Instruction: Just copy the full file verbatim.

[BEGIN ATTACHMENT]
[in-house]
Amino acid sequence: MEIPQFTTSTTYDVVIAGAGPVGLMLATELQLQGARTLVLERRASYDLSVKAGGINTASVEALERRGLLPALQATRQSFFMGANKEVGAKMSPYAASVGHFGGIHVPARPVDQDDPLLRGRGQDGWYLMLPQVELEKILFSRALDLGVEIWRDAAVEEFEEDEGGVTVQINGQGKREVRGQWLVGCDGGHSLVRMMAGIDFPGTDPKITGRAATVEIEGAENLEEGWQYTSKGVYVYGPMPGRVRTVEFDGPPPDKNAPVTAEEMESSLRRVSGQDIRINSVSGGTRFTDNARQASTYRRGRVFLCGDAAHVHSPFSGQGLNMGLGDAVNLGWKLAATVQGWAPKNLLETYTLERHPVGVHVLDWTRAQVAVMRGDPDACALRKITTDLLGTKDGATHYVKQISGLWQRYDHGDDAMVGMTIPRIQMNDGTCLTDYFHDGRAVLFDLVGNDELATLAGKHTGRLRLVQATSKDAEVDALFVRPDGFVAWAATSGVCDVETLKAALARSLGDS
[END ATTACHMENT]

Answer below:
[in-house]
Amino acid sequence: MEIPQFTTSTTYDVVIAGAGPVGLMLATELQLQGARTLVLERRASYDLSVKAGGINTASVEALERRGLLPALQATRQSFFMGANKEVGAKMSPYAASVGHFGGIHVPARPVDQDDPLLRGRGQDGWYLMLPQVELEKILFSRALDLGVEIWRDAAVEEFEEDEGGVTVQINGQGKREVRGQWLVGCDGGHSLVRMMAGIDFPGTDPKITGRAATVEIEGAENLEEGWQYTSKGVYVYGPMPGRVRTVEFDGPPPDKNAPVTAEEMESSLRRVSGQDIRINSVSGGTRFTDNARQASTYRRGRVFLCGDAAHVHSPFSGQGLNMGLGDAVNLGWKLAATVQGWAPKNLLETYTLERHPVGVHVLDWTRAQVAVMRGDPDACALRKITTDLLGTKDGATHYVKQISGLWQRYDHGDDAMVGMTIPRIQMNDGTCLTDYFHDGRAVLFDLVGNDELATLAGKHTGRLRLVQATSKDAEVDALFVRPDGFVAWAATSGVCDVETLKAALARSLGDS